Turkish warplanes launched airstrikes in Iraqi Kurdistan late Sunday after an explosion injured two police officers near the parliament building in Ankara earlier the same day.
In the hours after the bombing, Turkish President Recep Tayyip Erdogan had already vowed that “terrorists” would never achieve their goals.
The Kurdistan Workers’ Party (PKK), designated a terrorist group by Turkey and its Western allies, claimed responsibility for the explosion. The country has been waging a deadly insurgency against Ankara for forty years.
The district targeted by the bombings is home to several other ministries and the Turkish parliament, which reopened as planned in the afternoon with a speech by Erdogan.
“The villains who threaten the peace and security of citizens have not achieved their objectives and will never achieve them,” Erdogan said.
The Interior Ministry said two attackers arrived in a commercial vehicle at around 9:30 a.m. (06:30 GMT) in front of “the entrance gate of the Directorate General of Security of our Ministry of Interior and carried out a bomb attack.”
“One of the terrorists blew himself up,” Interior Minister Ali Yerlikaya told reporters outside the ministry. “The other was killed by a bullet to the head before he had a chance to blow himself up.”
Two police officers were slightly injured in the shootout, but their lives were not in danger, he added.
Ankara’s prosecutor’s office said it had opened an investigation and banned access to the area. Local media were asked to stop broadcasting images from the scene of the attack.
Northern Iraq attacks
In a statement to the ANF news agency, which is close to the Kurdish movement, the PKK said “a sacrificial action was carried out against the Turkish Interior Ministry.”
On Sunday evening, an official in Iraqi Kurdistan reported that Turkish army planes are bombing parts of the Bradost region and the village of Badran.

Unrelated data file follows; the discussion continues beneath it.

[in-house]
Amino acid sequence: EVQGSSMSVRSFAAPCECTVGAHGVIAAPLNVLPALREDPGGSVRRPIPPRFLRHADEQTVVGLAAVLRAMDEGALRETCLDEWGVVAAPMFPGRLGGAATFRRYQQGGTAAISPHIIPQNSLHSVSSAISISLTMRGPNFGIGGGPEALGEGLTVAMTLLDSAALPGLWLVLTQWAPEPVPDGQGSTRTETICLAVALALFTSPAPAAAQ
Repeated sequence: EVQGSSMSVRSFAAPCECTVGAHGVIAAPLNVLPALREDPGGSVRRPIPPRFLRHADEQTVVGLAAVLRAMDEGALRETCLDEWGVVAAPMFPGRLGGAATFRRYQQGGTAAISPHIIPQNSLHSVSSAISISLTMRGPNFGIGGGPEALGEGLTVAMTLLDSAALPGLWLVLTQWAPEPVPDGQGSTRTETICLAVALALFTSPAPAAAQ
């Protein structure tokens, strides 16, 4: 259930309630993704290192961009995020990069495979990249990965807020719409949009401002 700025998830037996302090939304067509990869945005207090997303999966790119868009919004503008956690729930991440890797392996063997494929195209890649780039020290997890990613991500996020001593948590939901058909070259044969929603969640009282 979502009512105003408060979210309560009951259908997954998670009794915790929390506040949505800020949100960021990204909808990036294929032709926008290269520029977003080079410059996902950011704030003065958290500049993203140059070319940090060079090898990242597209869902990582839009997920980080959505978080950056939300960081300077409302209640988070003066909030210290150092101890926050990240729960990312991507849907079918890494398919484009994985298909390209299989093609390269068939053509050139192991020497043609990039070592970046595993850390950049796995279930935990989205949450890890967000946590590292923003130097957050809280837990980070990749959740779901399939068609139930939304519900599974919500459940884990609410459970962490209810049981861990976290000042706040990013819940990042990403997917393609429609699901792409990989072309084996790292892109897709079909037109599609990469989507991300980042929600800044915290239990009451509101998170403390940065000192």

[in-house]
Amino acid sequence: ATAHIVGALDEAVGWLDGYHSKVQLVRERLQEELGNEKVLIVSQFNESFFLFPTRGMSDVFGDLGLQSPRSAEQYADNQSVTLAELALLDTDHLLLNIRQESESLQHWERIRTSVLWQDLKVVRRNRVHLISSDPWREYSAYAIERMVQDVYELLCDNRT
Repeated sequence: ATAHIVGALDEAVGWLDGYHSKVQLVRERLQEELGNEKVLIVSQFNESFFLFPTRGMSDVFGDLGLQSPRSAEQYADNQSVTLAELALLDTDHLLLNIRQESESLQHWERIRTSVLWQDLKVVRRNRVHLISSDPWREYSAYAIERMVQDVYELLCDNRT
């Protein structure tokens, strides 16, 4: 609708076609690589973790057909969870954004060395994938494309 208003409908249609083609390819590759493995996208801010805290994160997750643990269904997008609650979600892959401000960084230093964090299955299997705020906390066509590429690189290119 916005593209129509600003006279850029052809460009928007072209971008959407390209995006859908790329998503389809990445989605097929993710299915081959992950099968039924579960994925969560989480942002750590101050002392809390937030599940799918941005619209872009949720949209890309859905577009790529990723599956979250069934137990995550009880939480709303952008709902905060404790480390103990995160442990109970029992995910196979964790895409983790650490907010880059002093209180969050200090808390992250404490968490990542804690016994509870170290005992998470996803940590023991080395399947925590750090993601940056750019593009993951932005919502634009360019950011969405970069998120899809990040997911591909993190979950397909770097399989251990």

The Turkish Defense Ministry acknowledged an “air operation” in northern Iraq to “neutralize the PKK.”
The ministry said “20 targets used by terrorists” had been destroyed.
In his opening speech, Erdogan also criticized the European Union for blocking his country’s membership, saying Turkey “no longer expects anything from the European Union, which has kept us waiting at the door for 40 years.”
“We have kept all the promises we made to the EU, but they have kept almost none of them,” he said, adding that he would “not tolerate any new demands or conditions” for his country’s entry into the bloc .
Sweden NATO bid
This session of the Turkish parliament must also ratify Sweden’s accession to the NATO alliance.
Hungary and Turkey lifted their vetoes against Sweden’s entry into the Atlantic alliance in July but have been slow to ratify membership.
Erdogan indicated in July that ratification by the Turkish parliament would not take place before October, but that ratification is expected to take place this parliamentary year.
Erdogan has been pressuring Sweden for months to take action against desecrations of the Koran that have strained relations between the two countries.
Swedish Prime Minister Ulf Kristersson quickly pledged in a statement that his country “reaffirms its commitment to long-term cooperation with Turkey in the fight against terrorism.”
Numerous foreign leaders also expressed support for Turkey following the attack, with messages of support from Germany, the United Kingdom and the US embassy in Ankara.
The Turkish capital has been the scene of several attacks, especially in 2015 and 2016, many of which were claimed by the PKK or Islamic State.
The PKK has been waging an insurgency against the Turkish state since 1984 in a conflict that has claimed tens of thousands of lives.
In October 2015, an attack on a central station in Ankara, claimed by Islamic State, killed 109 people.
The most recent bomb attack in Turkey took place in a shopping street in Istanbul in November 2022, killing six and injuring 81.
(Except for the headline, this story has not been edited by NDTV staff and is published from a syndicated feed.)